The retort of the furmity-woman before the magistrates had spread; and in four-and-twenty hours there was not a person in Casterbridge who remained unacquainted with the story of Henchard’s mad freak at Weydon-Priors Fair, long years before. The amends he had made in after life were lost sight of in the dramatic glare of the original act. Had the incident been well known of old and always, it might by this time have grown to be lightly regarded as the rather tall wild oat, but well-nigh the single one, of a young man with whom the steady and mature (if somewhat headstrong) burgher of to-day had scarcely a point in common. But the act having lain as dead and buried ever since, the interspace of years was unperceived; and the black spot of his youth wore the aspect of a recent crime.

Small as the police-court incident had been in itself, it formed the edge or turn in the incline of Henchard’s fortunes. On that day—almost at that minute—he passed the ridge of prosperity and honour, and began to descend rapidly on the other side. It was strange how soon he sank in esteem. Socially he had received a startling fillip downwards; and, having already lost commercial buoyancy from rash transactions, the velocity of his descent in both aspects became accelerated every hour.

He now gazed more at the pavements and less at the house-fronts when he walked about; more at the feet and leggings of men, and less into the pupils of their eyes with the blazing regard which formerly had made them blink.

New events combined to undo him. It had been a bad year for others besides himself, and the heavy failure of a debtor whom he had trusted generously completed the overthrow of his tottering credit. And now, in his desperation, he failed to preserve that strict correspondence between bulk and sample which is the soul of commerce in grain. For this, one of his men was mainly to blame; that worthy, in his great unwisdom, having picked over the sample of an enormous quantity of second-rate corn which Henchard had in hand, and removed the pinched, blasted, and smutted grains in great numbers. The produce if honestly offered would have created no scandal; but the blunder of misrepresentation, coming at such a moment, dragged Henchard’s name into the ditch.

The details of his failure were of the ordinary kind. One day Elizabeth-Jane was passing the King’s Arms, when she saw people bustling in and out more than usual where there was no market. A bystander informed her, with some surprise at her ignorance, that it was a meeting of the Commissioners under Mr. Henchard’s bankruptcy. She felt quite tearful, and when she heard that he was present in the hotel she wished to go in and see him, but was advised not to intrude that day.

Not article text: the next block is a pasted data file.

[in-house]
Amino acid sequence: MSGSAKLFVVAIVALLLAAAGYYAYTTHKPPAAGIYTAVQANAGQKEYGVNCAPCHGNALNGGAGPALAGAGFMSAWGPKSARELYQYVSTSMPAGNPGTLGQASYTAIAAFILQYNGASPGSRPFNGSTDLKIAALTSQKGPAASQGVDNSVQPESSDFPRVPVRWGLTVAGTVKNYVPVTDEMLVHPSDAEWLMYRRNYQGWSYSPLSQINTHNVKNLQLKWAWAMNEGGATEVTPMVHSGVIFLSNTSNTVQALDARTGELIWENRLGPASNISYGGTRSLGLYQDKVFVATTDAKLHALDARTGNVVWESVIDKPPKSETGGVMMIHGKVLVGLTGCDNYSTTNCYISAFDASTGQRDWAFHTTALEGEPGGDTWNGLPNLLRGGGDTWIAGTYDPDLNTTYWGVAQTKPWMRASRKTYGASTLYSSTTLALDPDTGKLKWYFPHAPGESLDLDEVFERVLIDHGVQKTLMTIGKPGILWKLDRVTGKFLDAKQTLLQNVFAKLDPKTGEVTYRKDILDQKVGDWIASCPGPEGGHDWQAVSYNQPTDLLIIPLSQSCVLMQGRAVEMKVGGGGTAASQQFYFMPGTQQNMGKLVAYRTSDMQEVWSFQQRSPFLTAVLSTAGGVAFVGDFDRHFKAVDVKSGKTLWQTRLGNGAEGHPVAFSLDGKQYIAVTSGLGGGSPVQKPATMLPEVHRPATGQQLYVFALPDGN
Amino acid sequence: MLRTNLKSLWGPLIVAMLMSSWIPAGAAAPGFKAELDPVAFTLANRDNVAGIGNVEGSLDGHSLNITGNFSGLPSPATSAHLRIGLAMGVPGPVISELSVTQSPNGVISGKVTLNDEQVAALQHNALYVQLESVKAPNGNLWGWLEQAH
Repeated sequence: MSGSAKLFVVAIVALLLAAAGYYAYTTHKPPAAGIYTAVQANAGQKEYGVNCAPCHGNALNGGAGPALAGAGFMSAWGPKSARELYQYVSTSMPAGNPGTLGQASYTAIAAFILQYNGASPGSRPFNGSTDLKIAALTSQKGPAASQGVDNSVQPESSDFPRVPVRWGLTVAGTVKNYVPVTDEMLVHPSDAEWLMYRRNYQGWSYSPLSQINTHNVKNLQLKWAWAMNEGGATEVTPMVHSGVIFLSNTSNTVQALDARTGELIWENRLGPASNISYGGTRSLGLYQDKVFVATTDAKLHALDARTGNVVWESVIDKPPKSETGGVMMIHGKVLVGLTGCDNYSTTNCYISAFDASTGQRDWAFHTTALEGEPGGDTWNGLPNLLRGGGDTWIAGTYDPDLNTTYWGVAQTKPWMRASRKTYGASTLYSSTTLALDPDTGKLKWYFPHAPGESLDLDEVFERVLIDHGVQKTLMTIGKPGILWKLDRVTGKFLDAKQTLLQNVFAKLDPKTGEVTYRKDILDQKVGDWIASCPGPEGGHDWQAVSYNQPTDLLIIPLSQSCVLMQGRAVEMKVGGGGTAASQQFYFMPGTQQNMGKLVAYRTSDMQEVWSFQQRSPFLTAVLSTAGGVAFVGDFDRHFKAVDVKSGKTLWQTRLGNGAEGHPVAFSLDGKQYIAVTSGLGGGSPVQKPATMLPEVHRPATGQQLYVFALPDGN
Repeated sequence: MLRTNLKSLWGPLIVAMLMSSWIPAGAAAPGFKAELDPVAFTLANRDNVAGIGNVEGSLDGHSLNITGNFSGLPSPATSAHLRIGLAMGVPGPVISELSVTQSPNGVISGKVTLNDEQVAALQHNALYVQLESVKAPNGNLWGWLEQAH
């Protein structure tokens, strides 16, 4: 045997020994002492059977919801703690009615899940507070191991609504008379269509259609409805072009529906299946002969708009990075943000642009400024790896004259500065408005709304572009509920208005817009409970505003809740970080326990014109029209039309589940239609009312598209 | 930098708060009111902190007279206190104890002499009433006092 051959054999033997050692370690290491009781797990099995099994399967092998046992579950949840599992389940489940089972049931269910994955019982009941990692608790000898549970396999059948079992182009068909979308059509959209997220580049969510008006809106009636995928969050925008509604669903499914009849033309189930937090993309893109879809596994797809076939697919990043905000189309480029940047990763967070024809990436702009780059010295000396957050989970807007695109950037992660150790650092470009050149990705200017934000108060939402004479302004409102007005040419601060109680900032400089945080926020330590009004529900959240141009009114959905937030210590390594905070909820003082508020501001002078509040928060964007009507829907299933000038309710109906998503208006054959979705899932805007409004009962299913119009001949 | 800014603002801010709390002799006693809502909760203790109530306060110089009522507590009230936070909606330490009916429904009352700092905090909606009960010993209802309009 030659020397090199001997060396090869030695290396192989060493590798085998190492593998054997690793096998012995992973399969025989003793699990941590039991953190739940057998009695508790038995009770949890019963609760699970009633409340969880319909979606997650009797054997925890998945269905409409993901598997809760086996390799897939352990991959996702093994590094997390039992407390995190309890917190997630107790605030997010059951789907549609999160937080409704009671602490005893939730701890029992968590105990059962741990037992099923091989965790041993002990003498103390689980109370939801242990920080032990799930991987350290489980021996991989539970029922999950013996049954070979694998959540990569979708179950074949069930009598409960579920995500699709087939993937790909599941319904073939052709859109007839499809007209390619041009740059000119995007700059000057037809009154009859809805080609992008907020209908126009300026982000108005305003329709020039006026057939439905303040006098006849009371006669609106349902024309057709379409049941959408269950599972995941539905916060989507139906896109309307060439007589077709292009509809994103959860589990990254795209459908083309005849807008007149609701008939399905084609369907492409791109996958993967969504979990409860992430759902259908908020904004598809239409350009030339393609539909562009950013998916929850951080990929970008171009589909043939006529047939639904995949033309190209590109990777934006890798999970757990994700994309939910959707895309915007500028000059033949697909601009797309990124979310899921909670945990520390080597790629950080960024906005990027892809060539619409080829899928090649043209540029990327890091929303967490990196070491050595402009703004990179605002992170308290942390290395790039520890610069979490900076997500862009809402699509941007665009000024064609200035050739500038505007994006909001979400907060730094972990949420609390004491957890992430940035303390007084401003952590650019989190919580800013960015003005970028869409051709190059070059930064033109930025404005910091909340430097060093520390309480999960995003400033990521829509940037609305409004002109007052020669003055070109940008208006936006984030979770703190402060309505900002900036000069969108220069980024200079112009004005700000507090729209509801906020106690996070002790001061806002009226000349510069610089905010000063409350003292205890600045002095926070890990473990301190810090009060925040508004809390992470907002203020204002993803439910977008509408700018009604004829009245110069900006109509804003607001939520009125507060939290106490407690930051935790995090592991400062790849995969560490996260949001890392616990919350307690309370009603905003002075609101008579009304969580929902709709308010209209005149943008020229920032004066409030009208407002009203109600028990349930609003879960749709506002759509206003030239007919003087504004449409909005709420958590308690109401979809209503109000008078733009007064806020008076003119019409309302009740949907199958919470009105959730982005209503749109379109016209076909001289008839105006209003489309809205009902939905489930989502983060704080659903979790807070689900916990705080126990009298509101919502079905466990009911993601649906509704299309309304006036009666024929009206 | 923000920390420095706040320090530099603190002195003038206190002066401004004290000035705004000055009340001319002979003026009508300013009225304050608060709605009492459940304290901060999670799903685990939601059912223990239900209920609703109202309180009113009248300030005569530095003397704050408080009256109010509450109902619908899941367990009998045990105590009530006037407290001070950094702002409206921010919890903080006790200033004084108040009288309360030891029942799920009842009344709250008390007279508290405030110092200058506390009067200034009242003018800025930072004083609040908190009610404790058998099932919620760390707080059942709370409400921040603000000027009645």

The room in which debtor and creditors had assembled was a front one, and Henchard, looking out of the window, had caught sight of Elizabeth-Jane through the wire blind. His examination had closed, and the creditors were leaving. The appearance of Elizabeth threw him into a reverie, till, turning his face from the window, and towering above all the rest, he called their attention for a moment more. His countenance had somewhat changed from its flush of prosperity; the black hair and whiskers were the same as ever, but a film of ash was over the rest.

“Gentlemen,” he said, “over and above the assets that we’ve been talking about, and that appear on the balance-sheet, there be these. It all belongs to ye, as much as everything else I’ve got, and I don’t wish to keep it from you, not I.” Saying this, he took his gold watch from his pocket and laid it on the table; then his purse—the yellow canvas moneybag, such as was carried by all farmers and dealers—untying it, and shaking the money out upon the table beside the watch. The latter he drew back quickly for an instant, to remove the hair-guard made and given him by Lucetta. “There, now you have all I’ve got in the world,” he said. “And I wish for your sakes ’twas more.”

The creditors, farmers almost to a man, looked at the watch, and at the money, and into the street; when Farmer James Everdene of Weatherbury spoke.

“No, no, Henchard,” he said warmly. “We don’t want that. ’Tis honourable in ye; but keep it. What do you say, neighbours—do ye agree?”

“Ay, sure: we don’t wish it at all,” said Grower, another creditor.

“Let him keep it, of course,” murmured another in the background—a silent, reserved young man named Boldwood; and the rest responded unanimously.